Veteran police officers question tactics before Korryn Gaines shooting; BCPD 'believe' officer shot child

In the wake of the standoff on Monday that led to Baltimore County Police shooting and killing 23-year-old Korryn Gaines, some veteran police officers questioned how the standoff was handled tactically.

"It seemed like they were pushing," said a former Baltimore City Police commander who did not want his name used. "They might have had a commander back them off."

Neil Franklin, a retired Maryland State Police major who now heads Law Enforcement Against Prohibition, a drug-law-reform non-profit, says the same. Once the tactical team had evacuated the area, set up a perimeter and cut off communication by deactivating Gaines' Facebook and Instagram accounts, "Then time is on your side," he says.

After barricading herself in her Randallstown apartment and after hours of negotiation with police, Gaines pointed her Mossberg shotgun at officers and said, "If you don't leave, I'm going to kill you. I'm going to kill you."

Police say they fired a round at her. After Gaines fired several rounds, police shot again, killing her. At some point in the exchange of fire, Gaines' 5-year-old son was injured. On Friday, a little after 5 p.m., Baltimore County Police released a statement saying they "believe" the bullet that struck the boy came from one of their tactical officers.

Both Franklin and the other officer cautioned that they weren't there, and so can't say definitively whether any tactical errors were made. But Franklin, who served on a SWAT team in the early 1980s and whose brother commanded the MSP SWAT team for "many, many years," says the county police should have understood Gaines' state of mind, given her prior behavior with the officers who pulled her over in her car. They might have tried to get her to release her son to her mother. And they might have been able to avoid shooting.

"Why was she able to point her weapon at a member of the tactical unit, who apparently felt they did not have sufficient cover, in case she fired?" Franklin asks. "There could be a valid reason. [But] she pointed it at the three that came—and they didn't fire. So why did the SWAT guys have to?"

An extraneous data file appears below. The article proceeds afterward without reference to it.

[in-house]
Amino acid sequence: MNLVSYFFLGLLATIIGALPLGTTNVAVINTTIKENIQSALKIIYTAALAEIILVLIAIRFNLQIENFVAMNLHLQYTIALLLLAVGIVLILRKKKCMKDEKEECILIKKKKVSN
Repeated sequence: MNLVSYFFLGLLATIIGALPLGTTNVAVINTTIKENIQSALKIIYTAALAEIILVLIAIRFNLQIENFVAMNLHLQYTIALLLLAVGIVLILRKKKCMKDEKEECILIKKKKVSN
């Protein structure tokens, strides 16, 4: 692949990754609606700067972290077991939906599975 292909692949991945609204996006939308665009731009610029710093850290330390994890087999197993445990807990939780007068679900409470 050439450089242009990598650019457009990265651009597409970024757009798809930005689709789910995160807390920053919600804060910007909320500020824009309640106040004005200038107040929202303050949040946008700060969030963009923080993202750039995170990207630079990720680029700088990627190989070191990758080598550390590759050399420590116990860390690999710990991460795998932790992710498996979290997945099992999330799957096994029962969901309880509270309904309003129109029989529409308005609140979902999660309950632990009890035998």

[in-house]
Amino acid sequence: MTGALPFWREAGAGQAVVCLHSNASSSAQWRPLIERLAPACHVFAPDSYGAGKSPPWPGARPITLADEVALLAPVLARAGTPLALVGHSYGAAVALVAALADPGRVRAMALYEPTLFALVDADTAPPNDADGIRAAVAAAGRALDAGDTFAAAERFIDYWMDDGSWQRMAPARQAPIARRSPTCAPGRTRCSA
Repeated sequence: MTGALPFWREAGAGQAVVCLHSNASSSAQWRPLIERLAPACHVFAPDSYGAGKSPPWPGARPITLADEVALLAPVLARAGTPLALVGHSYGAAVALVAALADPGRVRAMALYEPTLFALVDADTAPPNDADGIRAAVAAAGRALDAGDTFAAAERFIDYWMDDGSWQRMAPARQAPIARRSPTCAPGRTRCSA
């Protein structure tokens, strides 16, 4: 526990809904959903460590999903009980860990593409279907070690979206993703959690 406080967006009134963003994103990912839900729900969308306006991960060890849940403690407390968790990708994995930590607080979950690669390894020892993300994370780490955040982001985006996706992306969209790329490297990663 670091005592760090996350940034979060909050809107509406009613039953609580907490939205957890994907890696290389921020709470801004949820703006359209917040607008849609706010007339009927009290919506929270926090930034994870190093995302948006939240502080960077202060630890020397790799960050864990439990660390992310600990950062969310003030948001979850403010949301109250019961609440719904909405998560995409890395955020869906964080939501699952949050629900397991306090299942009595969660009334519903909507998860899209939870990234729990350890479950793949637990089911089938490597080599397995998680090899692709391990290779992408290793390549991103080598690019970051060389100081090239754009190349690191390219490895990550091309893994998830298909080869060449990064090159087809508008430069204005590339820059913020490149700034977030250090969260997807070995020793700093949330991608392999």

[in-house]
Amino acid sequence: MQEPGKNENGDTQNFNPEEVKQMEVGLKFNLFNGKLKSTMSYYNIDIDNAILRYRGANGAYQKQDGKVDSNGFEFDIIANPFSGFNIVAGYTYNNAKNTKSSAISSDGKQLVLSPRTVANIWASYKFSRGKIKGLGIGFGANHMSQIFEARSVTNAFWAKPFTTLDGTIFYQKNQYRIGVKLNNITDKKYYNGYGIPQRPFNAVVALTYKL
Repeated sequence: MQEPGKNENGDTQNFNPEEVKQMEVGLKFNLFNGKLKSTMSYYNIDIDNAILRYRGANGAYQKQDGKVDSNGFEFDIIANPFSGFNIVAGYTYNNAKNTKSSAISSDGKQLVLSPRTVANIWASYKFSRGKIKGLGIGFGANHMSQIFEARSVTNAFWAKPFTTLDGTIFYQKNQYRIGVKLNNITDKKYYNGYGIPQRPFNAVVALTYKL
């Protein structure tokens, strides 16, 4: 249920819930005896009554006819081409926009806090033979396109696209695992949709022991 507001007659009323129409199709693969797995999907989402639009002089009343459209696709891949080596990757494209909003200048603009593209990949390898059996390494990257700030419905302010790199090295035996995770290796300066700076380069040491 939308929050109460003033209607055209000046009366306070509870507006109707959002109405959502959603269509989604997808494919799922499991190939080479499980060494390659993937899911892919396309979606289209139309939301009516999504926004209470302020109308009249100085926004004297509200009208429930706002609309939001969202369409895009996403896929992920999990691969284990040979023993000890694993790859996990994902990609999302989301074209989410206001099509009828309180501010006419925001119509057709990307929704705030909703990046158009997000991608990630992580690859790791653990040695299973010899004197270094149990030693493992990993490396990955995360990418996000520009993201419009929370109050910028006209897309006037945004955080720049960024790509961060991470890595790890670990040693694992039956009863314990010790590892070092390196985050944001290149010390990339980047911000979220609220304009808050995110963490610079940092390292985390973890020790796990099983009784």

That a police tactical officer fired the first shot, and missed, also troubles him.

Franklin also says it should not be difficult to determine whose bullet hit Gaines' 5-year-old son. He says he led a team that, in a couple of days, accounted for every shot fired during a prison riot in Hagerstown in the mid-'80s: many corrections officers firing many rounds of buckshot from 12-gauge guns on three tiers of a state prison.

"You know where your officer fired from," he says. "You know where she fired from. If the boy was hit, you will have blood evidence."

The blood, which typically splatters, will reveal which direction the shot came from, he says.

Gaines' son is currently recovering at Johns Hopkins Hospital after sustaining an injury in his left cheek, police say. Yesterday, a video of him describing the incident to his aunt was released and spread across the internet.

In the video, the son has a bandage on his arm and his cheek. He says that when the police kicked the door in, he hid in the closet. Right before Gaines was shot, her son says, the police asked Gaines to back up in response to Gaines asking them to "back off." The son says "and then they started shooting and I went in the couch and then the police just took me, and she died—the end."

He also claims that it was the police that "hurt [his] arm."

The Baltimore County Police have also refused to release the names of the officers involved citing death threats as the reason for withholding them.

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